Strollo testified in the U.S. District Court trial that Altshuler arranged the Biondillo killing. Turnage and Riddle were convicted of carrying out the acts of violence to further mob operations.
Federal investigations revealed that Gains’ assassination attempt was ordered by Strollo because Gains would not cooperate with the local mob.
However, as part of Strollo’s guilty plea in U.S. District Court in Cleveland, Strollo was not required to admit his involvement in Gains’ shooting.
At the time, Assistant U.S. Attorney Craig Morford said Strollo wanted Gains dead because he had an ”in” with former Mahoning County Prosecutor James Philomena and could fix cases.
Strollo’s lawyer, Herbert Greenman of Buffalo, N.Y., in explaining why Strollo pleaded guilty rather than letting a jury decide his fate at trial, said: ‘They made us an offer we couldn’t refuse.”
Strollo, 67 at the time, pleaded guilty to charges of racketeering and filing a false 1992 federal income tax return. Prosecutors agreed to drop 11 other charges against him.
Attorney Jay Milano, who defended Riddle in his trial, said Strollo was “masterful” in the way he set up his plea deal.
“I believe Lenny Strollo orchestrated the settlement of that case from top to bottom,” Milano said. “I recall each member of the conspiracy, the people indicted, turned on each other all the way up through where Mr. Strollo’s brother became a state’s witness. Then on the eve of the trial, Mr. Strollo entered a plea.”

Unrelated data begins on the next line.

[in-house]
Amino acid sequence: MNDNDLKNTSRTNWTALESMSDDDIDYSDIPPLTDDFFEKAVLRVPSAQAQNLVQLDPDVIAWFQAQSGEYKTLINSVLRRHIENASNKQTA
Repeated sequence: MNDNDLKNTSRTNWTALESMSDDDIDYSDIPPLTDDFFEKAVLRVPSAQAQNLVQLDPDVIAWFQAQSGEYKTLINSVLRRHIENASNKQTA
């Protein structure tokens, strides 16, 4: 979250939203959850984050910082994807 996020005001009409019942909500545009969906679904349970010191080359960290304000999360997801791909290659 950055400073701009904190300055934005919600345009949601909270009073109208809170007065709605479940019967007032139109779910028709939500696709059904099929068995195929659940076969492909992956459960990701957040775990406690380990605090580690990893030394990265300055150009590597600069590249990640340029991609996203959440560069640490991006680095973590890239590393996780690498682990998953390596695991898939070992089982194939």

At the time, Greenman said several factors went into Strollo’s decision to plead, but his family was his chief concern. He said the fact that prosecutors were willing to drop their forfeiture claims on Strollo’s money, home on Leffingwell Road in Canfield and other assets also was a deciding factor.
Milano remembered the prosecutors making it sound like they had taken all of Strollo’s assets when he testified. When Milano cross-examined him, he asked Strollo where he had buried his money.
“He was a mob boss; he had cash,” Milano said. “That’s when I got the most mob boss look I saw from him.”
Greenman said other factors contributing to Strollo’s plea decision were the amount of evidence prosecutors had against him, and the possible life-in-prison sentence Strollo could have faced if convicted at trial.
Strollo’s guilty plea the day before Ash Wednesday prompted at least one courtroom joke:
”What’s Lenny Strollo giving up for Lent?”
When Strollo testified in May 1999, he briefly described the mob’s power struggles in the Youngstown area in the 1960s and 1970s, which resulted in numerous deaths, including that of Charles ”Charlie the Crab” Carabbia of Struthers.
Strollo testified that he was the one who placed a call to Carabbia to set him up and to convince him to leave with former mob boss Jimmy Prato. Carabbia was never seen again.
“You set Charlie Carabbia up?” Special Prosecutor Steve Dever asked.
”It was part of the business,” Strollo replied.
Strollo said he grew in power until he was made head of the Youngstown family after the death of boss Naples.
Strollo said he was able to carry out his illegal dealings by paying off public officials, in particular, the police chief of Campbell and turn sergeants.
Corruption, he said, was a way of life.
”You had the politicians and more or less controlled the area and did whatever you wanted to do,” he said.